By lex, on December 8, 2006
I’ve mentioned before how very demanding close air support can be, the precision required when friendly forces are close proximity to hostiles with the outcome in doubt, how challenging it is to communicate the picture adequately and synch the pilot’s bird’s-eye view to the engaged landsman’s.
Performed correctly it’s a two-man dance in the round between the strike aircraft and their forward air controller, a high speed, high stakes merengue with destruction and death posting in the middle. Performed precisely and in a timely fashion, CAS can save the day and from the pilot’s point of view, there’s nothing more rewarding. Absent precision and timeliness it is useless or even worse than useless.
Good CAS can make things better, bad CAS can makes things much worse.
Sometimes it does both:
A British Marine killed during a 10-hour battle with Taliban guerrillas in Afghanistan this week may have been killed by friendly aircraft firing in support, the military said on Thursday.
Several Royal Marines and soldiers who fought in Garmser in southern Afghanistan on Tuesday told a Reuters crew at the scene they believe Jonathan Wigley, 21, was killed by fire from friendly aircraft…
The Reuters reporters at the scene of Tuesday’s battle in Garmser saw fixed-wing aircraft and helicopters firing into the area around the time the Marine was killed.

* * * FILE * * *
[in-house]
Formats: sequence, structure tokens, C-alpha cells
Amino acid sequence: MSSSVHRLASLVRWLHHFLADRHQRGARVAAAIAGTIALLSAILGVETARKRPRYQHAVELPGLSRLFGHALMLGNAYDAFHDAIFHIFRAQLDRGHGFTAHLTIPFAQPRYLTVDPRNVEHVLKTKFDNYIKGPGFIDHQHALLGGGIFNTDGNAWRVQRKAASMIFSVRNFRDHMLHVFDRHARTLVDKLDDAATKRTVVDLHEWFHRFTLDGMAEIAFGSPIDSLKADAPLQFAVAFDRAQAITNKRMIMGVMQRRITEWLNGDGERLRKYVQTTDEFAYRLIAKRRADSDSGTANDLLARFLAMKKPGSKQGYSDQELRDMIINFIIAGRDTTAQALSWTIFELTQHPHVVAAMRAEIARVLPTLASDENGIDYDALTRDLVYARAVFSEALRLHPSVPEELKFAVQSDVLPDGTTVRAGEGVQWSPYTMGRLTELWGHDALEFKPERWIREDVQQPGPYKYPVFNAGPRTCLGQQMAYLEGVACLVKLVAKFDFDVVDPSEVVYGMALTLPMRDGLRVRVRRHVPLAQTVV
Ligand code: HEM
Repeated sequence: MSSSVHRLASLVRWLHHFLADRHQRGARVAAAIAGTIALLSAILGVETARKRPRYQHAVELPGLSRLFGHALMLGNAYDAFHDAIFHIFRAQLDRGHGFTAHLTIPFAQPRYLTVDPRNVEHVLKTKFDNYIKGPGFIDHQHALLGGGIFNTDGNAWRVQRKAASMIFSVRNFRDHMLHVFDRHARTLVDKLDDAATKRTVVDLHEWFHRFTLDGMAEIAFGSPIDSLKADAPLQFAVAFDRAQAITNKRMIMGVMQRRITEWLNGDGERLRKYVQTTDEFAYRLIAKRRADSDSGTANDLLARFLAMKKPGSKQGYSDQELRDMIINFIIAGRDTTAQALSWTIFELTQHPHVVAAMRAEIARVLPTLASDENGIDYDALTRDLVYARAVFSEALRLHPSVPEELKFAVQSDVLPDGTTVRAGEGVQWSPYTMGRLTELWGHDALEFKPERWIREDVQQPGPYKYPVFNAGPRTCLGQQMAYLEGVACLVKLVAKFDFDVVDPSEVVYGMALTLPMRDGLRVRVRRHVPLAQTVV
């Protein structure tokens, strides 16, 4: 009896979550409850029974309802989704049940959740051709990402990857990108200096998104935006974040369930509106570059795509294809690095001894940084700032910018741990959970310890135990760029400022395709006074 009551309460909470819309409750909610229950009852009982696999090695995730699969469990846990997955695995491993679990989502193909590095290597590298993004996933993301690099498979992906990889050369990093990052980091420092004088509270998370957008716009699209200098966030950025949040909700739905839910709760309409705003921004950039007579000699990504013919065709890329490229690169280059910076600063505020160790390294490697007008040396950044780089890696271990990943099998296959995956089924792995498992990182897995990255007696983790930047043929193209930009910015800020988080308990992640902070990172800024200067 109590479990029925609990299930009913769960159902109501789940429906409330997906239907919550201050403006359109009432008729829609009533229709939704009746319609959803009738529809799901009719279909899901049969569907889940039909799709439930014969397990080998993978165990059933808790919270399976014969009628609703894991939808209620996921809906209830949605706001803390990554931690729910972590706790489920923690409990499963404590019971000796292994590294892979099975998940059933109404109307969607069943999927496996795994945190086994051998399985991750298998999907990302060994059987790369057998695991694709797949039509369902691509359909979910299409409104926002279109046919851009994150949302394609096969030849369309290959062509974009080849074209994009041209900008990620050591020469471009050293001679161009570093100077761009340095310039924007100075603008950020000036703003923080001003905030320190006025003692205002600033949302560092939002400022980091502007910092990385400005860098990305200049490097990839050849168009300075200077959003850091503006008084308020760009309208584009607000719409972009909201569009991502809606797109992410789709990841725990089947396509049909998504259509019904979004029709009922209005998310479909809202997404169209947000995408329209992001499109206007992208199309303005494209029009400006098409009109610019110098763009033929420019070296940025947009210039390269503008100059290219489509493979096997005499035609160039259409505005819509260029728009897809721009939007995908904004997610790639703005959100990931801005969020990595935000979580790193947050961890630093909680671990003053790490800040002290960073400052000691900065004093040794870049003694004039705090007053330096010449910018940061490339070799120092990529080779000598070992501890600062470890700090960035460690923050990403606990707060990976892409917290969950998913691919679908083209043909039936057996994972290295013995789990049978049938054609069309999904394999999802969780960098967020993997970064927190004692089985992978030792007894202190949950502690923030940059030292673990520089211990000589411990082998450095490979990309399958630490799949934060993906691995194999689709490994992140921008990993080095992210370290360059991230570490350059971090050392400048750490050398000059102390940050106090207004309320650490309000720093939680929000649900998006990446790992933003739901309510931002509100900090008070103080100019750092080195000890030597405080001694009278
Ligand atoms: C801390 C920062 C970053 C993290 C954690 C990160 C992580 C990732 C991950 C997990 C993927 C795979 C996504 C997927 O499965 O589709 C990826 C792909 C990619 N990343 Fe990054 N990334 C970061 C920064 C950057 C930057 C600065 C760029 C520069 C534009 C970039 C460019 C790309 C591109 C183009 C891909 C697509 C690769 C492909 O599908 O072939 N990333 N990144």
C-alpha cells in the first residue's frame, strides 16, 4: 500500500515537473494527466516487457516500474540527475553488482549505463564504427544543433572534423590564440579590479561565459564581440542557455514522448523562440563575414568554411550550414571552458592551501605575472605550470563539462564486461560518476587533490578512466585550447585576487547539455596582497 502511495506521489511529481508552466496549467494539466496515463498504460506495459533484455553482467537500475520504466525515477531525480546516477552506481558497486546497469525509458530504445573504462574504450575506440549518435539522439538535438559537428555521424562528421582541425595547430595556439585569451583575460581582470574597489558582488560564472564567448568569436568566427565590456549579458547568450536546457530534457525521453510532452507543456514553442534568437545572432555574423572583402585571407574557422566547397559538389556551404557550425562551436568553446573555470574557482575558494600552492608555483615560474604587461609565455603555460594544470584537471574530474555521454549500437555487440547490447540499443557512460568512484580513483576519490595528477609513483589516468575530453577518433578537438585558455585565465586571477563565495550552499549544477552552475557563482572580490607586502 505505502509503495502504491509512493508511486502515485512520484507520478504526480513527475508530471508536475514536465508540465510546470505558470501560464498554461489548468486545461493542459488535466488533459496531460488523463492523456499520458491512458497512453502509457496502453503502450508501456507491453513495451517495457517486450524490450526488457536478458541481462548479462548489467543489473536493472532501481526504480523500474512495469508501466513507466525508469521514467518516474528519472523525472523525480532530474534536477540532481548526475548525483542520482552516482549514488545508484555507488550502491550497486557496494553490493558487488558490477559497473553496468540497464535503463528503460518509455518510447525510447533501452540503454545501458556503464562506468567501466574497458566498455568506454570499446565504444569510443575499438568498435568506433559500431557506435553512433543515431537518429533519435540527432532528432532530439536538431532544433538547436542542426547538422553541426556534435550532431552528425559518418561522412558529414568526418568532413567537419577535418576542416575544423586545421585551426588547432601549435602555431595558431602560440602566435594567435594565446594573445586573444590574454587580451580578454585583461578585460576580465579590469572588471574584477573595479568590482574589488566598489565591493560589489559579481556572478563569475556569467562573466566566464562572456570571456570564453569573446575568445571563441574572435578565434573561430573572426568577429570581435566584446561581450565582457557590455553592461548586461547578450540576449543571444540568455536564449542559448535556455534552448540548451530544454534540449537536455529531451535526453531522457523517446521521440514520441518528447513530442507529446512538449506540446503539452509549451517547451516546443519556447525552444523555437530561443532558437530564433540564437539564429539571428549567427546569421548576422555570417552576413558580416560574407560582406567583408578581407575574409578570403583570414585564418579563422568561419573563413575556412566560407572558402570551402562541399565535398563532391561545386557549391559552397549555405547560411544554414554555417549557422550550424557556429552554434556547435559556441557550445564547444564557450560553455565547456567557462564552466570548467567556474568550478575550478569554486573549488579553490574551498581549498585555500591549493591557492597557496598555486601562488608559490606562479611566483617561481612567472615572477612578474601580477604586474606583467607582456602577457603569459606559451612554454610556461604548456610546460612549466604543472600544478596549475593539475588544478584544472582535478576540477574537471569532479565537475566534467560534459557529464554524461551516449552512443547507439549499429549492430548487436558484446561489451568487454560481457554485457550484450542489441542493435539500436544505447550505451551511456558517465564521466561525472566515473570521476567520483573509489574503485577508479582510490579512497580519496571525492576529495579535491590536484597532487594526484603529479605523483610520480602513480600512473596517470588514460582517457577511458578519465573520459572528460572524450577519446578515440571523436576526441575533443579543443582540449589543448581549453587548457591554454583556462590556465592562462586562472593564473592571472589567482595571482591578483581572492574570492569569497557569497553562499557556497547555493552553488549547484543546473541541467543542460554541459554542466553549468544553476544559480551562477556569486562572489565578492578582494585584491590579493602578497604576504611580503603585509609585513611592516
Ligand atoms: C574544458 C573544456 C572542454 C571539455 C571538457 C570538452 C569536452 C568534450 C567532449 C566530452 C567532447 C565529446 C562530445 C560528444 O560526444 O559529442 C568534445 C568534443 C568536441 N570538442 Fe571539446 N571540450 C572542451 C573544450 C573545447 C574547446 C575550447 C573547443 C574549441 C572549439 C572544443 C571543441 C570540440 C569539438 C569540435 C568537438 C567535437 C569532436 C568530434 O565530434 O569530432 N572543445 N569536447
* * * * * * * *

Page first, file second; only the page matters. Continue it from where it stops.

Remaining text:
The Apache attack helicopters were flown by British pilots, the A-10 and F-18 fixed-wing planes by Americans.
One British soldier, who witnessed the death, said he believed Wigley was killed by an American plane…
The men were hit about midday as the Islamist militants launched an unexpectedly fierce counter-attack and the British forces called in air strikes from helicopters, and F-18 and A-10 fixed-wing planes.
British spokesman Price said that, even if friendly strikes were found to have killed Wigley, “there is no question that close air support also saved the lives of many of our men that day”.
When they need it bad, they call for CAS. When they can, they ask for bombs. When the enemy is too close for bombs, they ask for guns. Sometimes there’s no safe option, the enemy is too close, sometimes the friendlies are over-run and often the battle lines are ragged. Sometimes when that happens the only choices are between bad and worse.
This is hard. Hard all the way around.